The value of new housing finance commitments fell 6.4 per cent in April, compared with the previous month. The A$30.9 billion of lending during the month was just 0.3 per cent higher than the same time last year.
According to the latest Australian Bureau of Statistics lending data, new lending to owner occupiers was down 7.3 per cent in April and down 12.8 per cent over 12 months.
New lending to residential property investors was down 4.8 per cent month-on-month but up 37.1 per cent over 12 months.
The peak in lending was January, when there were $33.4 billion of new housing finance commitments – the highest figure in the ABS data set.
Lending to first home buyers was down 6.2 per cent month-on-month to $4.7 billion and down 29.7 per cent over 12 months.
External refinancing was also down in April, falling 2.6 per cent month-on-month to $16.2 billion.
According to Reserve Bank lending data released last week, housing loan balances grew by 0.6 per cent in April and by 7.9 per cent over 12 months. Growth in mortgage balances has plateaued, with no change in the figures from the previous month.
Owner occupier mortgage balances were up 0.6 per cent month-on-month and by 9 per cent over 12 months.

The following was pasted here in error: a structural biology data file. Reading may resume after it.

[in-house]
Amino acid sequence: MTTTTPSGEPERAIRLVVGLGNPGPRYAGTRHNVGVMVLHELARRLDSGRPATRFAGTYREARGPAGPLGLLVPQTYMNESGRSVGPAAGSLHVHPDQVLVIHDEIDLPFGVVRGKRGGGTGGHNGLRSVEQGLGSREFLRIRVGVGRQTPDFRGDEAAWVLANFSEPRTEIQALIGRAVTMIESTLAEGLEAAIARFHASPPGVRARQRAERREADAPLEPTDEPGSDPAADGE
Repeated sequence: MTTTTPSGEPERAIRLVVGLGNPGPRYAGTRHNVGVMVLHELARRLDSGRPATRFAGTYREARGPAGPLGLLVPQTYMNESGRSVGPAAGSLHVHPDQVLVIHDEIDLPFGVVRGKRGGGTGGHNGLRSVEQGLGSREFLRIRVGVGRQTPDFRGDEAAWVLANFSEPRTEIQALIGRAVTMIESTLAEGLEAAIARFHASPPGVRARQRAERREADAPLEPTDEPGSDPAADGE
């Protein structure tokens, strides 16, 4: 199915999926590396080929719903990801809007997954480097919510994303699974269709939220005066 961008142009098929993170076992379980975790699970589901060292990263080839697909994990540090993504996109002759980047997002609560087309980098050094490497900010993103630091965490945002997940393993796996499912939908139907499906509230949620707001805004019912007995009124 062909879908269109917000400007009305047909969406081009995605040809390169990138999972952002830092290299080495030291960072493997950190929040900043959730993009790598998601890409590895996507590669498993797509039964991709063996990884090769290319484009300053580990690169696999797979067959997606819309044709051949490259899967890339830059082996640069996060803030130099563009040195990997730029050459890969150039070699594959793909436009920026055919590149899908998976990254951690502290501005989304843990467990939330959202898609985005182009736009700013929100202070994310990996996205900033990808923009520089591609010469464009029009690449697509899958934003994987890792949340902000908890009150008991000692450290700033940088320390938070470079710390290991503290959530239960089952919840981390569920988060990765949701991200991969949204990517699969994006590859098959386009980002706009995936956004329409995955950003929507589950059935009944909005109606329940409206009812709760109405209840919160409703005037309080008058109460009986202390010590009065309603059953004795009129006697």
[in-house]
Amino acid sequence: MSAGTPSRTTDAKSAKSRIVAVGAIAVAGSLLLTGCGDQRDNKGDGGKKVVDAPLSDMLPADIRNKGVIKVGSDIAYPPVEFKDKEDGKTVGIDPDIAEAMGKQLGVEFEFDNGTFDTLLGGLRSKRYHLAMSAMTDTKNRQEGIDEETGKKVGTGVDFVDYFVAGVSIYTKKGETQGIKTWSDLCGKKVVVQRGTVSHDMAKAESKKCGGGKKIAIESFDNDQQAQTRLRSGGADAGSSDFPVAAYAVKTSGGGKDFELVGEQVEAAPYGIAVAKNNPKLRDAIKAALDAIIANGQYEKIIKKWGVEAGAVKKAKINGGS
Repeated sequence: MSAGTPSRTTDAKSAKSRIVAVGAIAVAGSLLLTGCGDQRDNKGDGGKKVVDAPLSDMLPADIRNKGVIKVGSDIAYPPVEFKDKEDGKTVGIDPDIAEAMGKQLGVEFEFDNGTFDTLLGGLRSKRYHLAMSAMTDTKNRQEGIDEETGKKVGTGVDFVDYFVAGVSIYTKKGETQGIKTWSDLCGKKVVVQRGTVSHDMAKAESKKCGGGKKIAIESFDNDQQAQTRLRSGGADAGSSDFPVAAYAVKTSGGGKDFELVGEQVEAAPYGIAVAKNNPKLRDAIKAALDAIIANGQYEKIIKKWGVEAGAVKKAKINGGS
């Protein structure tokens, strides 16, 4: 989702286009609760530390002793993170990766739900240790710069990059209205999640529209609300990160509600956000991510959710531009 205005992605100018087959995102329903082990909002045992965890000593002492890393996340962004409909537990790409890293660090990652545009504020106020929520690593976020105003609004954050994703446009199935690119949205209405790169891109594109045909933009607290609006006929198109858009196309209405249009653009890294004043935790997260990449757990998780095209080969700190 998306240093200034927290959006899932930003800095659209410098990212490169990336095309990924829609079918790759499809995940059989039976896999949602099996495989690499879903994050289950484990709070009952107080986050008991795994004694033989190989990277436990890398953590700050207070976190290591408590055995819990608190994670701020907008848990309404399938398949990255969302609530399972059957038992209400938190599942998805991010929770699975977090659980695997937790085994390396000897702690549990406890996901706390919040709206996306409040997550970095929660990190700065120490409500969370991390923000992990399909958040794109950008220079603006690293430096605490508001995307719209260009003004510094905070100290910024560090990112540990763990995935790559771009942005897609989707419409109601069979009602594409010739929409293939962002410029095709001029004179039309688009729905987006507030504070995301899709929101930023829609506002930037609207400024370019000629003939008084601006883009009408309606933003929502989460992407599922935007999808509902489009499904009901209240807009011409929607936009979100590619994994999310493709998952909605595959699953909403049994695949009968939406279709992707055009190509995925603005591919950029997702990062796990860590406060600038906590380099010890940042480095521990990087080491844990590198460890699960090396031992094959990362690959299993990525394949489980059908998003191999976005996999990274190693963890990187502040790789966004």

Investor mortgage balances were up 0.6 per cent month-on-month and 5.8 per cent over 12 months.
Macquarie Securities analysis of APRA mortgage lending data released last week shows all the big banks losing share, while a number of regional and foreign owned banks are performing strongly.
Based on the growth in loan balances over three months to April annualised, which results in system growth of 7.4 per cent, ANZ’s housing loan balance reduced by 0.1 per cent, CBA’s grew by 4.3 per cent, NAB’s grew by 7 per cent and Westpac’s grew by 1.2 per cent.
Among other lenders, Bendigo and Adelaide Bank was up 14.9 per cent over the same period, Bank of Queensland was up 11 per cent, Suncorp Bank was up 10.3 per cent, Macquarie Bank up 34.2 per cent, AMP Bank up 8.1 per cent and HSBC Bank Australia up 29.1 per cent.
Macquarie said: “We expect credit growth to moderate in 2022/23. Credit growth has slowed in every previous rate hike cycle.”